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Jim Muncy, Monday, 7-6-15

http://archived.thespaceshow.com/shows/2502-BWB-2015-07-06.mp3

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Guest:  Jim Muncy:  Topics:  Space Policy, budget issues, company overviews, and more.  Please direct all comments and questions regarding Space Show programs/guest(s) to the Space Show blog, https://thespaceshow.wordpress.com.  Comments and questions should be relevant to the specific Space Show program. Written Transcripts of Space Show programs are a violation of our copyright and are not permitted without prior written consent, even if for your own use. We do not permit the commercial use of Space Show programs or any part thereof, nor do we permit editing, YouTube clips, or clips placed on other private channels & websites. Space Show programs can be quoted, but the quote must be cited or referenced using the proper citation format. Contact The Space Show for further information. In addition, please remember that your Amazon purchases can help support The Space Show/OGLF. See www.onegiantleapfoundation.org/amazon.htm.  For those listening to archives using live365.com and rating the programs, please email me as to why you assign a specific rating to the show. This will help me bring better programming to the audience.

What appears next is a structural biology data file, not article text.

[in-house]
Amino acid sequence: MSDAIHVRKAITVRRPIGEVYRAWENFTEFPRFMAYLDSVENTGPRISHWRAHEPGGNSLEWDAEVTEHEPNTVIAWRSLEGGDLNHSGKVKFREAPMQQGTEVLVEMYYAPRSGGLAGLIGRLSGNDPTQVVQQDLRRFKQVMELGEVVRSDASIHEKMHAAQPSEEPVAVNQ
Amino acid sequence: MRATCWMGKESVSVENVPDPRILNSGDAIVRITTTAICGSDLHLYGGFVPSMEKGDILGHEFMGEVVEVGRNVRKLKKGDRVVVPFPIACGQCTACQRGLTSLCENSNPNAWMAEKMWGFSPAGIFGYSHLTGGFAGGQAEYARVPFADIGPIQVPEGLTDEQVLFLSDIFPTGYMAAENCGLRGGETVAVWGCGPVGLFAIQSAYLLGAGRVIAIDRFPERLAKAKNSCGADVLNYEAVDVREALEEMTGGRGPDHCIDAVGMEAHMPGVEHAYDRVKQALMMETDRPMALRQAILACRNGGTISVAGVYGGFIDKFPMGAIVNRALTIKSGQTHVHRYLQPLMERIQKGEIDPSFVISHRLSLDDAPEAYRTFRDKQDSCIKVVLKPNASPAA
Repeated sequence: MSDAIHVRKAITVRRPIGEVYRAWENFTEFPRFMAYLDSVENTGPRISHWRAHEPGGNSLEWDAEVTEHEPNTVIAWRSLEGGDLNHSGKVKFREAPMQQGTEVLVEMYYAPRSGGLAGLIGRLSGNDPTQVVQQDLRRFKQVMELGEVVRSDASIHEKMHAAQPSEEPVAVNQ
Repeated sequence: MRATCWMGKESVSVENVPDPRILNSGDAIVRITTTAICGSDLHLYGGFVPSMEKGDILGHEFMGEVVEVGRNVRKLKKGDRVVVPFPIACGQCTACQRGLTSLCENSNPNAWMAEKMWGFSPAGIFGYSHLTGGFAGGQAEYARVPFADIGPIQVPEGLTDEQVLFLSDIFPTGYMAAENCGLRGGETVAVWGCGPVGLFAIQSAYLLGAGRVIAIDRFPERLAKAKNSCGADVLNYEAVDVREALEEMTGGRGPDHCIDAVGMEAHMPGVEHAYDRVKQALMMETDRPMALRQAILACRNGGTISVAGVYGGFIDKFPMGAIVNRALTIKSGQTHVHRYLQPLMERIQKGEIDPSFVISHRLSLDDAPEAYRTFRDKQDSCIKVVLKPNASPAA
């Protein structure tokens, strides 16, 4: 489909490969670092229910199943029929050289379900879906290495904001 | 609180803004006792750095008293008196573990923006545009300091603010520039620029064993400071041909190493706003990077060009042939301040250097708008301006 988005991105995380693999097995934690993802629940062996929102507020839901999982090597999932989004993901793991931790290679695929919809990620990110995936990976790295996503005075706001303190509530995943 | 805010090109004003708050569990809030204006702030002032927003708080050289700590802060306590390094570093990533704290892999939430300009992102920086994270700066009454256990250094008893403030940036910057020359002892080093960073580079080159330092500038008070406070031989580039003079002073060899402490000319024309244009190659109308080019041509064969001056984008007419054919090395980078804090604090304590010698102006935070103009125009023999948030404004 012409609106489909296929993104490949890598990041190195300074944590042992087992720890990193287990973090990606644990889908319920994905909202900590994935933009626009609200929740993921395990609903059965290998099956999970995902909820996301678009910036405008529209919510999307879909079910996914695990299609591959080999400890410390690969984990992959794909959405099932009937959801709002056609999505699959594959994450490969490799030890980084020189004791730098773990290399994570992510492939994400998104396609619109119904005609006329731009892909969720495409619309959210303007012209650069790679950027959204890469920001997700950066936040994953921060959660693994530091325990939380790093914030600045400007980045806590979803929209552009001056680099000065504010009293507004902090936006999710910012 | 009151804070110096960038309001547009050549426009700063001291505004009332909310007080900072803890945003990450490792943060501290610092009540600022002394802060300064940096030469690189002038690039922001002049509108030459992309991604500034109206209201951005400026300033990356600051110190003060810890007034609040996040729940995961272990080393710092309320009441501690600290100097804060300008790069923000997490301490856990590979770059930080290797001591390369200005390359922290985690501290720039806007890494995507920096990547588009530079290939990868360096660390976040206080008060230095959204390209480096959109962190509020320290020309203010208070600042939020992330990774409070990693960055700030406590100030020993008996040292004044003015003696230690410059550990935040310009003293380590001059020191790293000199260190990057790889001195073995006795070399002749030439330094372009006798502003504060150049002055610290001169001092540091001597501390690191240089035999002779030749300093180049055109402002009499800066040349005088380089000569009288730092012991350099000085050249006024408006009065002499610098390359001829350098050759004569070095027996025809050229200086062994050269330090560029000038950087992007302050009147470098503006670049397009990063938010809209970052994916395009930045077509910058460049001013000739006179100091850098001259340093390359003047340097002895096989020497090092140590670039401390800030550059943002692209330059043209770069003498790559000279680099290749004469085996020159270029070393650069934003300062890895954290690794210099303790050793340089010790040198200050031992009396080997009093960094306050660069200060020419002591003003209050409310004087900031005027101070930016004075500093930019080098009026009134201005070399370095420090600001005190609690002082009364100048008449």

We welcomed Jim Muncy back to the program to discuss current space policy and budget issues before the U.S. Congress, company updates, and much more.  During the first segment of our 1 hour 50 minute discussion, Jim provided us with the groundwork for most of our discussion by going back to the Commercial Space Launch Act of 1984, then the update to it known as the Commercial Space Launch Amendments Act of 2004.  He talked about both the House and Senate versions of the NASA and space budget bills and some of the differences between the two bills.  One difference which he explained in detail early in the second segment had to do with the learning period which is important for the developing industry.  Another difference between the two revolved around extending the ISS commitment to 2024 plus issues relating to BLEO space.  When asked if he thought the final bill would be signed or vetoed by the president, he said it was nonpartisan and he did not see problems getting it signed into law.  Listeners asked about funding SLS.  Much was said about SLS in both segments but one listener asked Jim why so many supported SLS given its shortcomings.  Jim explained the mindset of many SLS supporters in congress. As you will hear, SLS is hardly a black or white issue.  This discussion led to a related discussion on developing a new rocket engine, the issues involved, the competitors, methane versus other fuel, and more.  In particular, he used Alabama Congressman Mike Rogers as an example supporting is analysis of the situation.  Jim was asked about the impact of the Falcon 9 failure which led him to address the need for multiple launchers and competition.  Later, Alex asked him about his areas of concern regarding the pending budget legislation.  He talked about sequestration, spending caps, delays, and the problem with operating on a CR which is likely.  This is a lengthy but important discussion so don’t miss it.  Before the segment ended, Jim was asked about the lunar lander.  Jim then talked about the Flexible Path, Google Lunar XPrize, cislunar space development and Mars.  Jim advocated the need for public private partnerships, then he was asked about international partnerships.